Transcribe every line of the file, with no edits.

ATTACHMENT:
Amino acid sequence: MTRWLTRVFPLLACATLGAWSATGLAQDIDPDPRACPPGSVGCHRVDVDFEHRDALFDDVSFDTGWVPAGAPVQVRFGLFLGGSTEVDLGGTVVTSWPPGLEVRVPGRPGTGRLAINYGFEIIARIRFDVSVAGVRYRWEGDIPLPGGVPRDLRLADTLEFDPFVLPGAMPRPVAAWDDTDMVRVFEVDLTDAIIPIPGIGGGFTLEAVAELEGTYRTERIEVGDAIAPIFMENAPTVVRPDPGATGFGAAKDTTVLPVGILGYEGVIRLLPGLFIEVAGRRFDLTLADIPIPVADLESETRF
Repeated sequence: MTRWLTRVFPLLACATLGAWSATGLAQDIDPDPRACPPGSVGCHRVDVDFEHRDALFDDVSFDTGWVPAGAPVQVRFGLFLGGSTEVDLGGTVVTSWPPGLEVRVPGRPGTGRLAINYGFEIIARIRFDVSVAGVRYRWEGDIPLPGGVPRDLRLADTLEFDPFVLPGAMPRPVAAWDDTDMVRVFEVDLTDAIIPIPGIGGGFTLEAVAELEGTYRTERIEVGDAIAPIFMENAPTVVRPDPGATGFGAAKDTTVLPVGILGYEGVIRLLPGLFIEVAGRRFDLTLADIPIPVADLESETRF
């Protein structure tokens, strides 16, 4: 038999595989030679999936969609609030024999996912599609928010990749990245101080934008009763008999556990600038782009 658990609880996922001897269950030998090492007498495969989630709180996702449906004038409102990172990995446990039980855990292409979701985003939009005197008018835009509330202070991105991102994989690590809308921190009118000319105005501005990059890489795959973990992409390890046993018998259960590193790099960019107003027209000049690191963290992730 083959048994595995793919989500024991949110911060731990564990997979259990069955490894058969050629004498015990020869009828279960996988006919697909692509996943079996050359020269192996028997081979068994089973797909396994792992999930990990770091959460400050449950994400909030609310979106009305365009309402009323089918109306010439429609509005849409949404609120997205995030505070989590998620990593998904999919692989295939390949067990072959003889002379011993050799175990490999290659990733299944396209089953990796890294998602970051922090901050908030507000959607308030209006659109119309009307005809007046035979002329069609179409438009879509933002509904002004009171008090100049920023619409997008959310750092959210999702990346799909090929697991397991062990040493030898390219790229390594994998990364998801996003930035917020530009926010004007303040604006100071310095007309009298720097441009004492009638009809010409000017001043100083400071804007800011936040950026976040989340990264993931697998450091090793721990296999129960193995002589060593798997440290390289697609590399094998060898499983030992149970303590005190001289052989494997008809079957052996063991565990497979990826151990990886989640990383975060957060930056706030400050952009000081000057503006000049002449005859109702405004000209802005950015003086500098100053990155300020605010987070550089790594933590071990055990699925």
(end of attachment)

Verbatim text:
Amino acid sequence: MTRWLTRVFPLLACATLGAWSATGLAQDIDPDPRACPPGSVGCHRVDVDFEHRDALFDDVSFDTGWVPAGAPVQVRFGLFLGGSTEVDLGGTVVTSWPPGLEVRVPGRPGTGRLAINYGFEIIARIRFDVSVAGVRYRWEGDIPLPGGVPRDLRLADTLEFDPFVLPGAMPRPVAAWDDTDMVRVFEVDLTDAIIPIPGIGGGFTLEAVAELEGTYRTERIEVGDAIAPIFMENAPTVVRPDPGATGFGAAKDTTVLPVGILGYEGVIRLLPGLFIEVAGRRFDLTLADIPIPVADLESETRF
Repeated sequence: MTRWLTRVFPLLACATLGAWSATGLAQDIDPDPRACPPGSVGCHRVDVDFEHRDALFDDVSFDTGWVPAGAPVQVRFGLFLGGSTEVDLGGTVVTSWPPGLEVRVPGRPGTGRLAINYGFEIIARIRFDVSVAGVRYRWEGDIPLPGGVPRDLRLADTLEFDPFVLPGAMPRPVAAWDDTDMVRVFEVDLTDAIIPIPGIGGGFTLEAVAELEGTYRTERIEVGDAIAPIFMENAPTVVRPDPGATGFGAAKDTTVLPVGILGYEGVIRLLPGLFIEVAGRRFDLTLADIPIPVADLESETRF
């Protein structure tokens, strides 16, 4: 038999595989030679999936969609609030024999996912599609928010990749990245101080934008009763008999556990600038782009 658990609880996922001897269950030998090492007498495969989630709180996702449906004038409102990172990995446990039980855990292409979701985003939009005197008018835009509330202070991105991102994989690590809308921190009118000319105005501005990059890489795959973990992409390890046993018998259960590193790099960019107003027209000049690191963290992730 083959048994595995793919989500024991949110911060731990564990997979259990069955490894058969050629004498015990020869009828279960996988006919697909692509996943079996050359020269192996028997081979068994089973797909396994792992999930990990770091959460400050449950994400909030609310979106009305365009309402009323089918109306010439429609509005849409949404609120997205995030505070989590998620990593998904999919692989295939390949067990072959003889002379011993050799175990490999290659990733299944396209089953990796890294998602970051922090901050908030507000959607308030209006659109119309009307005809007046035979002329069609179409438009879509933002509904002004009171008090100049920023619409997008959310750092959210999702990346799909090929697991397991062990040493030898390219790229390594994998990364998801996003930035917020530009926010004007303040604006100071310095007309009298720097441009004492009638009809010409000017001043100083400071804007800011936040950026976040989340990264993931697998450091090793721990296999129960193995002589060593798997440290390289697609590399094998060898499983030992149970303590005190001289052989494997008809079957052996063991565990497979990826151990990886989640990383975060957060930056706030400050952009000081000057503006000049002449005859109702405004000209802005950015003086500098100053990155300020605010987070550089790594933590071990055990699925």